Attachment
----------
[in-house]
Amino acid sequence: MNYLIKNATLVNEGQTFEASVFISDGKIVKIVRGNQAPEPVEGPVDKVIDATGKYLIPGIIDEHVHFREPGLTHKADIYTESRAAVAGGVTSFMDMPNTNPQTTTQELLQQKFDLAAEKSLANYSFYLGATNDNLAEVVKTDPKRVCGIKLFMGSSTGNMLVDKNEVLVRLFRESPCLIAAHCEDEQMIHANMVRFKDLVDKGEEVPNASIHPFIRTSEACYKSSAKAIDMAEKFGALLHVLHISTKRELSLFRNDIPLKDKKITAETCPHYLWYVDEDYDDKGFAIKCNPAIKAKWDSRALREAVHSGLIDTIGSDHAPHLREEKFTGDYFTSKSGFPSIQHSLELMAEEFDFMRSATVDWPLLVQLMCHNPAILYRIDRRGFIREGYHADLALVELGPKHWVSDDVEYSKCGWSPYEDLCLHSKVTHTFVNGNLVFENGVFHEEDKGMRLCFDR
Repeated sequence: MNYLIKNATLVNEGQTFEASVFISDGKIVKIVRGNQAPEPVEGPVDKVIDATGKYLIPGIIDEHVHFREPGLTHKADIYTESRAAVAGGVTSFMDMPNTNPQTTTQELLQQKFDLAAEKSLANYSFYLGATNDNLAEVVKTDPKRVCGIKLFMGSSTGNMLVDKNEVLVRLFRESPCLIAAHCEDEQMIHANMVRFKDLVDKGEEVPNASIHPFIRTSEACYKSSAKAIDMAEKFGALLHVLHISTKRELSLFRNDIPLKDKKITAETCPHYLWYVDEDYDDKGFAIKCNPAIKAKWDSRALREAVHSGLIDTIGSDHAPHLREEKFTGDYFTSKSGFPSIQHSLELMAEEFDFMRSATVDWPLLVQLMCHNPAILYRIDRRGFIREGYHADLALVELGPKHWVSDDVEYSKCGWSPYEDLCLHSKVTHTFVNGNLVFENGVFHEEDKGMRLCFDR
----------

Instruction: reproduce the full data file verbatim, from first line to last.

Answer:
[in-house]
Amino acid sequence: MNYLIKNATLVNEGQTFEASVFISDGKIVKIVRGNQAPEPVEGPVDKVIDATGKYLIPGIIDEHVHFREPGLTHKADIYTESRAAVAGGVTSFMDMPNTNPQTTTQELLQQKFDLAAEKSLANYSFYLGATNDNLAEVVKTDPKRVCGIKLFMGSSTGNMLVDKNEVLVRLFRESPCLIAAHCEDEQMIHANMVRFKDLVDKGEEVPNASIHPFIRTSEACYKSSAKAIDMAEKFGALLHVLHISTKRELSLFRNDIPLKDKKITAETCPHYLWYVDEDYDDKGFAIKCNPAIKAKWDSRALREAVHSGLIDTIGSDHAPHLREEKFTGDYFTSKSGFPSIQHSLELMAEEFDFMRSATVDWPLLVQLMCHNPAILYRIDRRGFIREGYHADLALVELGPKHWVSDDVEYSKCGWSPYEDLCLHSKVTHTFVNGNLVFENGVFHEEDKGMRLCFDR
Repeated sequence: MNYLIKNATLVNEGQTFEASVFISDGKIVKIVRGNQAPEPVEGPVDKVIDATGKYLIPGIIDEHVHFREPGLTHKADIYTESRAAVAGGVTSFMDMPNTNPQTTTQELLQQKFDLAAEKSLANYSFYLGATNDNLAEVVKTDPKRVCGIKLFMGSSTGNMLVDKNEVLVRLFRESPCLIAAHCEDEQMIHANMVRFKDLVDKGEEVPNASIHPFIRTSEACYKSSAKAIDMAEKFGALLHVLHISTKRELSLFRNDIPLKDKKITAETCPHYLWYVDEDYDDKGFAIKCNPAIKAKWDSRALREAVHSGLIDTIGSDHAPHLREEKFTGDYFTSKSGFPSIQHSLELMAEEFDFMRSATVDWPLLVQLMCHNPAILYRIDRRGFIREGYHADLALVELGPKHWVSDDVEYSKCGWSPYEDLCLHSKVTHTFVNGNLVFENGVFHEEDKGMRLCFDR